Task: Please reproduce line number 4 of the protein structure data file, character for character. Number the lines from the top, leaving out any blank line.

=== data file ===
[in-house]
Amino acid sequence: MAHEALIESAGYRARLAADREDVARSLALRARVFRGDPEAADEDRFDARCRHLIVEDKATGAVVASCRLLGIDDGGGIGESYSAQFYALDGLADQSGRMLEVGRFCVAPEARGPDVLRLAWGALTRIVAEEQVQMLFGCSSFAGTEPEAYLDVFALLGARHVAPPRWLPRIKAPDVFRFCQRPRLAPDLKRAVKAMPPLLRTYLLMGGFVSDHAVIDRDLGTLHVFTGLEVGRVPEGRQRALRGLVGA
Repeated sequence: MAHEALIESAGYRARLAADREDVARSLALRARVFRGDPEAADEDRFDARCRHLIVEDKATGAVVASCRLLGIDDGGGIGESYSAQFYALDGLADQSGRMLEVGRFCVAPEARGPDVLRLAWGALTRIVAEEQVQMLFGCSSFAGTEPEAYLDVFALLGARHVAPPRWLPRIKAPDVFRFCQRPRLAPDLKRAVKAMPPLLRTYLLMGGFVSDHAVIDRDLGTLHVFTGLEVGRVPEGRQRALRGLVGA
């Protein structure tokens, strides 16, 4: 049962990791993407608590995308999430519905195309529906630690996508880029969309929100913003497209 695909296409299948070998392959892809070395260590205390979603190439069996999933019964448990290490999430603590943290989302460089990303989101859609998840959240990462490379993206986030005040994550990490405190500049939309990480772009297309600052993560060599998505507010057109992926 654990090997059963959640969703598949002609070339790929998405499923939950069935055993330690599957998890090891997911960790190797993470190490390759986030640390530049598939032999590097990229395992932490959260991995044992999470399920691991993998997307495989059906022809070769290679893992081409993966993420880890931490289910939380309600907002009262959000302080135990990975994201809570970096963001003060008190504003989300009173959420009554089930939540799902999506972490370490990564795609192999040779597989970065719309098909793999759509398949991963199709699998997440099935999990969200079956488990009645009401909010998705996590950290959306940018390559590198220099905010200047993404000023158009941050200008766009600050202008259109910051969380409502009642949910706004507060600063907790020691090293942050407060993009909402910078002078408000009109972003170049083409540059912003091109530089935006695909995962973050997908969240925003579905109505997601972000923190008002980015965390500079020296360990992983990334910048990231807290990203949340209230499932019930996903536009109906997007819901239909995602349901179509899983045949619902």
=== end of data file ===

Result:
């Protein structure tokens, strides 16, 4: 049962990791993407608590995308999430519905195309529906630690996508880029969309929100913003497209 695909296409299948070998392959892809070395260590205390979603190439069996999933019964448990290490999430603590943290989302460089990303989101859609998840959240990462490379993206986030005040994550990490405190500049939309990480772009297309600052993560060599998505507010057109992926 654990090997059963959640969703598949002609070339790929998405499923939950069935055993330690599957998890090891997911960790190797993470190490390759986030640390530049598939032999590097990229395992932490959260991995044992999470399920691991993998997307495989059906022809070769290679893992081409993966993420880890931490289910939380309600907002009262959000302080135990990975994201809570970096963001003060008190504003989300009173959420009554089930939540799902999506972490370490990564795609192999040779597989970065719309098909793999759509398949991963199709699998997440099935999990969200079956488990009645009401909010998705996590950290959306940018390559590198220099905010200047993404000023158009941050200008766009600050202008259109910051969380409502009642949910706004507060600063907790020691090293942050407060993009909402910078002078408000009109972003170049083409540059912003091109530089935006695909995962973050997908969240925003579905109505997601972000923190008002980015965390500079020296360990992983990334910048990231807290990203949340209230499932019930996903536009109906997007819901239909995602349901179509899983045949619902």